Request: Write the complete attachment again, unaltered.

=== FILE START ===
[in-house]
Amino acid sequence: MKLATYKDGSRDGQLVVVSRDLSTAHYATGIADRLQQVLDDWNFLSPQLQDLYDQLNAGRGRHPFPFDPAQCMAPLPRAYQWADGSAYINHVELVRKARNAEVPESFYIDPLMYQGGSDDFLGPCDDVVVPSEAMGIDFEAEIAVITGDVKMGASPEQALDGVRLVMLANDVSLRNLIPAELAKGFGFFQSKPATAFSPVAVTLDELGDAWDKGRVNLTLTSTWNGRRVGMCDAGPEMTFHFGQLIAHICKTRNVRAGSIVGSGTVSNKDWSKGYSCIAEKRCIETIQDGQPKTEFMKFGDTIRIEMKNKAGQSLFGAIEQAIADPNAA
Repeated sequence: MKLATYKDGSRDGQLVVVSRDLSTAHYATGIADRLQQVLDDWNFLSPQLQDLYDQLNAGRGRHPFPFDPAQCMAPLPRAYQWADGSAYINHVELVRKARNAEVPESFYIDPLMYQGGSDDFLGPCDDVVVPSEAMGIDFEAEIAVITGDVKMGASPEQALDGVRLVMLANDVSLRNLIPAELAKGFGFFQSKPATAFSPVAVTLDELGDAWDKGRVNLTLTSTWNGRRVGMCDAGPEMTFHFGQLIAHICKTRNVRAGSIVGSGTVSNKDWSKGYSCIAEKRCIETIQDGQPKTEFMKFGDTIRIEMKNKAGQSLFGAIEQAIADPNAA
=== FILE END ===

[in-house]
Amino acid sequence: MKLATYKDGSRDGQLVVVSRDLSTAHYATGIADRLQQVLDDWNFLSPQLQDLYDQLNAGRGRHPFPFDPAQCMAPLPRAYQWADGSAYINHVELVRKARNAEVPESFYIDPLMYQGGSDDFLGPCDDVVVPSEAMGIDFEAEIAVITGDVKMGASPEQALDGVRLVMLANDVSLRNLIPAELAKGFGFFQSKPATAFSPVAVTLDELGDAWDKGRVNLTLTSTWNGRRVGMCDAGPEMTFHFGQLIAHICKTRNVRAGSIVGSGTVSNKDWSKGYSCIAEKRCIETIQDGQPKTEFMKFGDTIRIEMKNKAGQSLFGAIEQAIADPNAA
Repeated sequence: MKLATYKDGSRDGQLVVVSRDLSTAHYATGIADRLQQVLDDWNFLSPQLQDLYDQLNAGRGRHPFPFDPAQCMAPLPRAYQWADGSAYINHVELVRKARNAEVPESFYIDPLMYQGGSDDFLGPCDDVVVPSEAMGIDFEAEIAVITGDVKMGASPEQALDGVRLVMLANDVSLRNLIPAELAKGFGFFQSKPATAFSPVAVTLDELGDAWDKGRVNLTLTSTWNGRRVGMCDAGPEMTFHFGQLIAHICKTRNVRAGSIVGSGTVSNKDWSKGYSCIAEKRCIETIQDGQPKTEFMKFGDTIRIEMKNKAGQSLFGAIEQAIADPNAA